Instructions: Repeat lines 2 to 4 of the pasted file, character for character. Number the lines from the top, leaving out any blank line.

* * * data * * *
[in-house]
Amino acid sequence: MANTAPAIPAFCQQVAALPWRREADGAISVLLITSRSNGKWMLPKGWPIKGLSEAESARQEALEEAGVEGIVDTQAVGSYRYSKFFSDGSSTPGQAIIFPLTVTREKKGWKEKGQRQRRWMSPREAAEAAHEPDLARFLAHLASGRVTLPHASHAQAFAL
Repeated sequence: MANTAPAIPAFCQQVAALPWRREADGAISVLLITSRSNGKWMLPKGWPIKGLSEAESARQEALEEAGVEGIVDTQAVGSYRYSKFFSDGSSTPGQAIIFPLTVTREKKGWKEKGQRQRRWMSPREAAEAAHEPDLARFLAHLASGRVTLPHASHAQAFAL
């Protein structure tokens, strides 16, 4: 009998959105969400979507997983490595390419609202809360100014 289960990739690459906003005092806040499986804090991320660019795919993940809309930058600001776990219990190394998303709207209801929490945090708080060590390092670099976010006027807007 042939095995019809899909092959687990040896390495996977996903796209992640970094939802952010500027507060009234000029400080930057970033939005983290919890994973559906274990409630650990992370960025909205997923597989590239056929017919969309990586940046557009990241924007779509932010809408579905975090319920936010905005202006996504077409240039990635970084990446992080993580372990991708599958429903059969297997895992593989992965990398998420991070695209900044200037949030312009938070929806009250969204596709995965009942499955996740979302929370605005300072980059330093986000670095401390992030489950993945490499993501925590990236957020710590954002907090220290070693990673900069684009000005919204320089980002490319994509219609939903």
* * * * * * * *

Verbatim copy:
Amino acid sequence: MANTAPAIPAFCQQVAALPWRREADGAISVLLITSRSNGKWMLPKGWPIKGLSEAESARQEALEEAGVEGIVDTQAVGSYRYSKFFSDGSSTPGQAIIFPLTVTREKKGWKEKGQRQRRWMSPREAAEAAHEPDLARFLAHLASGRVTLPHASHAQAFAL
Repeated sequence: MANTAPAIPAFCQQVAALPWRREADGAISVLLITSRSNGKWMLPKGWPIKGLSEAESARQEALEEAGVEGIVDTQAVGSYRYSKFFSDGSSTPGQAIIFPLTVTREKKGWKEKGQRQRRWMSPREAAEAAHEPDLARFLAHLASGRVTLPHASHAQAFAL
């Protein structure tokens, strides 16, 4: 009998959105969400979507997983490595390419609202809360100014 289960990739690459906003005092806040499986804090991320660019795919993940809309930058600001776990219990190394998303709207209801929490945090708080060590390092670099976010006027807007 042939095995019809899909092959687990040896390495996977996903796209992640970094939802952010500027507060009234000029400080930057970033939005983290919890994973559906274990409630650990992370960025909205997923597989590239056929017919969309990586940046557009990241924007779509932010809408579905975090319920936010905005202006996504077409240039990635970084990446992080993580372990991708599958429903059969297997895992593989992965990398998420991070695209900044200037949030312009938070929806009250969204596709995965009942499955996740979302929370605005300072980059330093986000670095401390992030489950993945490499993501925590990236957020710590954002907090220290070693990673900069684009000005919204320089980002490319994509219609939903």